In February I flew to New Hampshire to celebrate both my birthday and an important first meeting with Charlotte, my second granddaughter. This photo shows her with granddaughter #1, now 13, and mom, my daughter, Katrina. Charlotte is dressed for puddle fun. Even now, mid March, I see on the weather reports that this northeast part of the US is still owned by the winter season. Here in Taos we are getting some good whiffs of days in the 50s and 60s, most with sunny skies.
Here on the property where I live in Taos I discovered on yesterday’s walk these hopeful buds on a cherry tree near my house. The first of my three summers here the tree provided lots of fruit, the second year none at all (due to an early frost) and last summer the fruit was sparse. It’s an early bloomer so the risk is always there…
While taking a walking tour of the property I got a nice shot of our resident horse, Barney. I think he eats most of the organic, acequia-watered alfalfa grown on the land here. I’ve added some of his aged manure to the garden beds around my house. He is ridden by his longtime owner, one of the landlords, if only occasionally, and gets to eat lots of apples from the orchard in late summer and fall. All in all a pretty nice country life.
Now that the snow has melted in my back garden I can see a hardy spinach variety I planted last fall has survived the winter as advertised. Sold by “Botanical Interests” seed company out of Colorado, it’s an heirloom variety called Viroflay that can overwinter in sub-zero temperatures. According to the seed packet it can grow quite large as well. Looks like I should thin my plants.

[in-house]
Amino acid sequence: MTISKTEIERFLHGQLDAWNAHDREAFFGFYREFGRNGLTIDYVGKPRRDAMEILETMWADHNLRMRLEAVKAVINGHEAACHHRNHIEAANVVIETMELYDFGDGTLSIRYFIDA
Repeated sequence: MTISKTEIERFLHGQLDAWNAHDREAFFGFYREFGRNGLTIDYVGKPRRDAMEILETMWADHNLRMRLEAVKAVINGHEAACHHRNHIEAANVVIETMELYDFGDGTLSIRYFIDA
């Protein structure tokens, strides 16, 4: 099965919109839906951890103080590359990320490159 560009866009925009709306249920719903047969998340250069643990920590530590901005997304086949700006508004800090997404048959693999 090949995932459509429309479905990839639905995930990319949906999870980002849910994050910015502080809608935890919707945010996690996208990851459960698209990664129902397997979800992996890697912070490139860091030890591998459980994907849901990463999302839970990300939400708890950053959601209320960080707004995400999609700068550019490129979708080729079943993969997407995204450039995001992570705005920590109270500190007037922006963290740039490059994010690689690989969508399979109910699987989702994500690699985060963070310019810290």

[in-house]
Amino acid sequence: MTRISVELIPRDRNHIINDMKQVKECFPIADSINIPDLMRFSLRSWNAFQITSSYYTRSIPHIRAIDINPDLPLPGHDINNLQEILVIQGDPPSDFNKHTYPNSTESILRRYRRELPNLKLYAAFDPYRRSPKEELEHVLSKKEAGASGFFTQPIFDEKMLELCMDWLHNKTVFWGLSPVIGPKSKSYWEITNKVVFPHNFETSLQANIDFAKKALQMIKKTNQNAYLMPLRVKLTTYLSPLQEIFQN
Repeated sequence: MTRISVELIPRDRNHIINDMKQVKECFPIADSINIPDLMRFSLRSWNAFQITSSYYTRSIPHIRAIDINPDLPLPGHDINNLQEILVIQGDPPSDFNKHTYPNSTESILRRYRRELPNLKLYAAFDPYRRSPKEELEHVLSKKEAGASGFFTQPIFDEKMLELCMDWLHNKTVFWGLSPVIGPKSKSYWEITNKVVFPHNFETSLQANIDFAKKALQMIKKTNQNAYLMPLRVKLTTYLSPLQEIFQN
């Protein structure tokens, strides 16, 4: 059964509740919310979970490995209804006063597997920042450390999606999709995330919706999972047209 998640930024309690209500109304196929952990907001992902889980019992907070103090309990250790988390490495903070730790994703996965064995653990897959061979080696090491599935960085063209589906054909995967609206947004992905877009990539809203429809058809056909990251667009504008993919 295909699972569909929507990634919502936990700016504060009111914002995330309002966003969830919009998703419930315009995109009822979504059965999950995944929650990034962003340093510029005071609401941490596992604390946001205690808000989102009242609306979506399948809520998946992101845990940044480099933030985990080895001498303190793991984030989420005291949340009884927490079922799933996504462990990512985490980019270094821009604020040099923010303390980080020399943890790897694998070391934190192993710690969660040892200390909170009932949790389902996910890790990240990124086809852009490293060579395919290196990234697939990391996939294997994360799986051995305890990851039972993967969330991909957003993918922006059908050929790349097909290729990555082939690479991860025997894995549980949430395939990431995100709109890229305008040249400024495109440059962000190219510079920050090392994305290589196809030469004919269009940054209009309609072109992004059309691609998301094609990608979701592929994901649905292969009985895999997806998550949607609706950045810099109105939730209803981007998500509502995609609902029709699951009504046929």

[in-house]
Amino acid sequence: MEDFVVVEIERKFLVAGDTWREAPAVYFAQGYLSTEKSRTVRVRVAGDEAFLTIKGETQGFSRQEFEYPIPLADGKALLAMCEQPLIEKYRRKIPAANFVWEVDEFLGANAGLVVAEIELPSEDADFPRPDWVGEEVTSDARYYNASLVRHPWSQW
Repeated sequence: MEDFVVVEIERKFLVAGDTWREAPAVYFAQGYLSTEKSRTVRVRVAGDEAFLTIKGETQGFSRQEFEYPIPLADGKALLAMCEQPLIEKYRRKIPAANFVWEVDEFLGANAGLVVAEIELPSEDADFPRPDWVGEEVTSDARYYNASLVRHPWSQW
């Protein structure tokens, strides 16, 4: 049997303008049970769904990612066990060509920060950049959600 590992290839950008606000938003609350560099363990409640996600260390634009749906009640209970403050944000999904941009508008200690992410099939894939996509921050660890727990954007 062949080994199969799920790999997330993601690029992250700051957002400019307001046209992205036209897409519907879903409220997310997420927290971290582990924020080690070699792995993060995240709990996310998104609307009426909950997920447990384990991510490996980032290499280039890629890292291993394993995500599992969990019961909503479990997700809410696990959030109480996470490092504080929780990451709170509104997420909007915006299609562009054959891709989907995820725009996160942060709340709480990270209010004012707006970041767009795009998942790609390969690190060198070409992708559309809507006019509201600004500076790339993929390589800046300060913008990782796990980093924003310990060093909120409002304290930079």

Upon inspection I found that the blue flax that has generously seeded itself all around my house is starting to come back to life. I have recommended this hardy flowering plant before to those gardening in Taos. It also grew well back in the mountains of Idaho where I gardened in times past. It will both come back like a perennial from last year’s plants and come up from the many seeds the many small blue flowers produce. It is one of the first flowering plants to bloom as the weather warms.
Here’s another early-blooming flower starting to show its face, the Sweet William. Like the Blue Flax it has advanced itself around my garden beds without any help from me. The plants that have established themselves will bloom early and you’ll continue to find new plants arriving from seed.
And last but not least is the greening up of the hearty dandelion plants that have thrived here and there in my garden beds. I treat them with a respect they don’t commonly receive by harvesting the tender leaves in spring. They add their green nutrition to my food in a variety of ways: teas, soups, salads and blender-made fruit drinks.
It really is already possible to see early bulb-type flowers blooming but I didn’t have any specimens handy for this spontaneous “photo-shoot.” It was a quiet warm afternoon and I enjoyed walking around the neighborhood without a sweater or a coat imagining the spring joys of flowering plants to come. It is a kind of “awakening of desire” time, both for the plants and the humans.
Enjoy your spring wherever you live!